While CSN-deneddylating activity is highly conserved, its subunit composition can be different in unicellular organisms. Csn5 is the most conserved subunit and the only canonical subunit within the budding yeast CSN complex , and has been maintained throughout evolution probably because of its essential role in deneddylation [1-3, 6, 19, 20]. The budding yeast Saccharomyces cerevisiae, for instance, seems to have evolved a particularly divergent CSN. The ScCSN (S. cerevisiae CSN) is composed of six subunits, four PCI subunits (Csn9, Csn10/Rri2, Csn11/Pci8, Rpn5), one MPN subunit (Csn5/Rri1) and Csi1, a diverged homologue of Csn6 which does not contain recognizable domains [18-22].Whereas CSN is essential for the development of organisms as different as plants (A. thaliana) and animals (Drosophila melanogaster; Caenorhabditis elegans; mouse and human), budding yeast can survive without a CSN. Indeed, deletions of CSN5 and CSN9 genes show some increase in pheromone sensitivity and mating efficiency but do not affect yeast viability . More recently, neddylation of the budding yeast Cdc53/Cul1 (aka Cdc53) has been shown to be tightly regulated upon carbon source shifting with possible metabolic implications . These phenotypic effects, again, do not compromise budding yeast vitality, thus making it a suitable model to study whether CSN cellular functions have diverged in evolution. In order to further investigate the cellular functions of the ScCSN, we have conducted a transcriptomic analysis of an S. cerevisiae null mutant for CSN subunit 5 (hereafter referred to as ∆csn5). The preliminary results  showed a strong involvement of Csn5 in transcriptome modulation. Here we validated the main transcriptomic observations by completing the analysis with a genome-wide proteomic screening and phenotypic assessments. We show that Csn5 is necessary for efficient ergosterol biosynthesis and proper zinc uptake.
The ∆csn5 mutant has defects in deneddylation and this phenotype can be rescued by exogenous Csn5
Null mutants of the budding yeast CSN, including the null mutant of the enzymatic subunit ∆csn5, have been studied previously in the parental BY4741 genetic background, and the lack of cullin deneddylation has been described . For this study, we generated a new ∆csn5 deletion mutant in the W303 parental background. To confirm that this newly constructed mutant was also affected in deneddylation, we conducted an immunoblot analysis of total protein extracts from the mutants, using a commercial antibody for Cdc53, which is one of the three cullins encoded by the S. cerevisiae genome . Only the neddylated form of Cdc53 was observed in the lane corresponding to ∆csn5, indeed indicating a deneddylation deficiency in this mutant (Fig. S1A, lane 3). To further confirm that this was indeed due to absence of the CSN5 gene, we monitored Cdc53 neddylation status also in ∆csn5 cells transformed with a plasmid bearing wild-type CSN5 with its natural promoter. This strain showed a complete rescue of the deneddylation activity (Fig. S1A, lanes 4 and 5). When the same experiment was conducted using a plasmid encoding a Csn5 mutated in the catalytic JAMM domain, CSN deneddylating activity could not be rescued (Fig. S1A, lane 6). In addition, the lack of Csn5 did not affect either the levels of Csn9, genomically tagged by 13 repeats of Myc (Fig. S1B), or the levels of Rpn5, which is a shared subunit between the proteasome lid and the CSN complexes. Furthermore, the lack of Csn5 did not lead to significant changes in the transcript expression of other CSN subunits, compared with their relative wild-type strain, suggesting that absence of Csn5 does not lead to changes in the levels of other CSN subunits (Fig. S1C).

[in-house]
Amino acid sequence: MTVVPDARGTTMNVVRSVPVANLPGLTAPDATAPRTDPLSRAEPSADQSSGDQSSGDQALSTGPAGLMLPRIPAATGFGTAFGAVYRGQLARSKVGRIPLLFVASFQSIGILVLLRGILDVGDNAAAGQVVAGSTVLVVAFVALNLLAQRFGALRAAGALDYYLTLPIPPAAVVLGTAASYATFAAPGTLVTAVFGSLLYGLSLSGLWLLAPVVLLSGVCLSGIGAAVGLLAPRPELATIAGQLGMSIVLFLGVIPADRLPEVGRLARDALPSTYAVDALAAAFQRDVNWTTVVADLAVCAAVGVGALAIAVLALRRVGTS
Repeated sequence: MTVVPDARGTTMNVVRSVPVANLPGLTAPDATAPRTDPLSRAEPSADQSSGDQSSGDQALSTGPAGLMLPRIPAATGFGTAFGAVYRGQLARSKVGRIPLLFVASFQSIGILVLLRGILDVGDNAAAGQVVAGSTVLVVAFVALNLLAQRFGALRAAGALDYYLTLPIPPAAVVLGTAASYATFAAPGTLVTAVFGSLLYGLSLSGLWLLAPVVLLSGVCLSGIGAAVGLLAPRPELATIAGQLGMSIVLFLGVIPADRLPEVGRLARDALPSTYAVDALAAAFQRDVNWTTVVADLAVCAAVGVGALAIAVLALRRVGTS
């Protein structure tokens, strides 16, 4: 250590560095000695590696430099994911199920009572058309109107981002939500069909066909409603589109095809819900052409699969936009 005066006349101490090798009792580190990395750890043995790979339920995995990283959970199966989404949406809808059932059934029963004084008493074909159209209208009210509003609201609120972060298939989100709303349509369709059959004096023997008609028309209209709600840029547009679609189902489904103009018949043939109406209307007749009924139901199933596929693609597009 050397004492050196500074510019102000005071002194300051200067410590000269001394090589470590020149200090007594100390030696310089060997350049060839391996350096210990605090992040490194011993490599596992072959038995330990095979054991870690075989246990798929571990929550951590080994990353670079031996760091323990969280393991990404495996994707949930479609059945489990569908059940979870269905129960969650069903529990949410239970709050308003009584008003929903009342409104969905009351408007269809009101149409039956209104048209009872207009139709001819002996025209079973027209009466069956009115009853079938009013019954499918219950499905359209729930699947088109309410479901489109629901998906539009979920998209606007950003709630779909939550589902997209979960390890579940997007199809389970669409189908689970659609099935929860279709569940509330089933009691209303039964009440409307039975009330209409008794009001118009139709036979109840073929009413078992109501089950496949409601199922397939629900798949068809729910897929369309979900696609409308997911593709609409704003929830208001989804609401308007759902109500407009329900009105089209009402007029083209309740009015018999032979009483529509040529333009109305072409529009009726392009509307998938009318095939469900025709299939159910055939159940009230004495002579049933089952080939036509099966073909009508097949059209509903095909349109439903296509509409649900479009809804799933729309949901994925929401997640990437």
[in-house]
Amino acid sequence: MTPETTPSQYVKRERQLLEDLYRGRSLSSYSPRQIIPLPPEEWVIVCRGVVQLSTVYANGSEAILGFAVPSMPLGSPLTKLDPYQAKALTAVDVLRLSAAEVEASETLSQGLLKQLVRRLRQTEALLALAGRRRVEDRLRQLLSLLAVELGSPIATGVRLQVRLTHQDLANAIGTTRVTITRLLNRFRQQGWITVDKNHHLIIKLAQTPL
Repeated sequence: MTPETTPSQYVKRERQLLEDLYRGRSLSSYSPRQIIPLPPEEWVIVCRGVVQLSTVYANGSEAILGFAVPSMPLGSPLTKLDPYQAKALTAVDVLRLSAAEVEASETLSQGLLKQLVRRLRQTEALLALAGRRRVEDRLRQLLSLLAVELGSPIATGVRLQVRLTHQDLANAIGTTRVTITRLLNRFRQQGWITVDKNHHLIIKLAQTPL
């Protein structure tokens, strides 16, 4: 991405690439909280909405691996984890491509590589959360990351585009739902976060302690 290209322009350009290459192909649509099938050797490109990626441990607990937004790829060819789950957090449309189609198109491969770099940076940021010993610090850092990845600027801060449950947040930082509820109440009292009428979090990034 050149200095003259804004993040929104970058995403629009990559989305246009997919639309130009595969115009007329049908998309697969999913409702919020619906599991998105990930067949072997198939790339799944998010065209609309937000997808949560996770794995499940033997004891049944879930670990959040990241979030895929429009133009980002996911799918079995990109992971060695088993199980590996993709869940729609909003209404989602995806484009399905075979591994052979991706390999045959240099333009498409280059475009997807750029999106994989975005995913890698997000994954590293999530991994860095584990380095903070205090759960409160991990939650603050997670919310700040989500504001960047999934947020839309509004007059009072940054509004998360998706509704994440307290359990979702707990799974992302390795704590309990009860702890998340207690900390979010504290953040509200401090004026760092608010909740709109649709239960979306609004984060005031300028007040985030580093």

Csn5 affects transcription of specific categories of genes